Ars Electronica features a wide variety of activities every year: Symposia, exhibitions, performances, concerts and interventions spanning a broad arc from speculative futuristic scenarios to analytical considerations, from provocative actionism to philosophical debate.
Combining amazing artworks with fruitful conversations is the perfect recipe to create a meaningful experience that constantly scans the new media landscape to find the most inspiring projects. The projects are not simply chosen based on their technical realization but most importantly because the social and artistic innovation they incorporate.
The result of this consistent endeavour is the creation of a loyal community of audiovisual artists, researchers and visitors from all over the world that every year reunites in Linz to inspire and get inspired.
Since its inception, the festival has been dedicated to develop new themes for each edition and the organizers are also constantly on the lookout for interesting new venues.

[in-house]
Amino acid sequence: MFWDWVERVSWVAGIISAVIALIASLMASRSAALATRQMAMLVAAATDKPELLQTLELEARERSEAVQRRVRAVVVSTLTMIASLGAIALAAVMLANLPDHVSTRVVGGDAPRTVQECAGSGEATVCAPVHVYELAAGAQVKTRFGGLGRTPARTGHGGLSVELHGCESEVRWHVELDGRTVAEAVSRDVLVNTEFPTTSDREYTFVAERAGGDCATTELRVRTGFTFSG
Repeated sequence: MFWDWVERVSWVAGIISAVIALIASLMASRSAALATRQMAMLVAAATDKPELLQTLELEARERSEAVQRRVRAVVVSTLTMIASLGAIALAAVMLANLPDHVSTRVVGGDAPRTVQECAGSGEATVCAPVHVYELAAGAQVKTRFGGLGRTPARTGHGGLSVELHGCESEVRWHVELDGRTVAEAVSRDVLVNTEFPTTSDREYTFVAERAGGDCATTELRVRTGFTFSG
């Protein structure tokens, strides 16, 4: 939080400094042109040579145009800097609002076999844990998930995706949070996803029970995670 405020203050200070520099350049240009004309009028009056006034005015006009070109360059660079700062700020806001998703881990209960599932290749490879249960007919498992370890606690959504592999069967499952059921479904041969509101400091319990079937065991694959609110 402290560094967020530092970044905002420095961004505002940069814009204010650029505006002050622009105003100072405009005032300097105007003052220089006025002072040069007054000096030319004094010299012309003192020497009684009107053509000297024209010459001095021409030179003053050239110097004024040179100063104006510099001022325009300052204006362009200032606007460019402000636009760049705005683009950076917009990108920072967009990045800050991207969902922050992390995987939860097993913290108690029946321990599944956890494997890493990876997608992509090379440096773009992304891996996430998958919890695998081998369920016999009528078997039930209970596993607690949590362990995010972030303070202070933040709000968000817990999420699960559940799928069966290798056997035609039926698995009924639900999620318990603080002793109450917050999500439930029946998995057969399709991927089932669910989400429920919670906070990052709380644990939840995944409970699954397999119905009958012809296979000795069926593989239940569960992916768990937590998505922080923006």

Indeed, the ongoing effort to break out of the narrow confines of conventional conference rooms and artistic spaces, and to stage cultural and scientific encounters in the public sphere has become something of an Ars Electronica trademark.
Stay tuned: Ars Electronica 2020 theme will be released soon!
Every year, the organizers propose a controversial and thought-provoking theme set to trigger reflection in the community and cutting-edge experimentation by the selected artists. Innovation in digital creativity is key and the festival creates a sonic space for this.
Every year, the result is an insanely powerful and immersive artistic rendez-vous that leaves a lingering impact awhile after the end of the festival.
In this Age of Pandemic, we are made acutely aware of our dependence on digital technology for work, education, and healthcare. Now more than ever, the growth of digital technology demands critical reflection.
Globalization and economic growth have brought us pandemic and environmental destruction. How can we break this cycle? Can we harness quantum technology to protect ourselves and the world we live in?
It is interesting to notice the wide range of categories not necessarily related to the new media arts world. The inclusion of animation and manga highlights their wide recognition in the Japanese scene as special forms of art.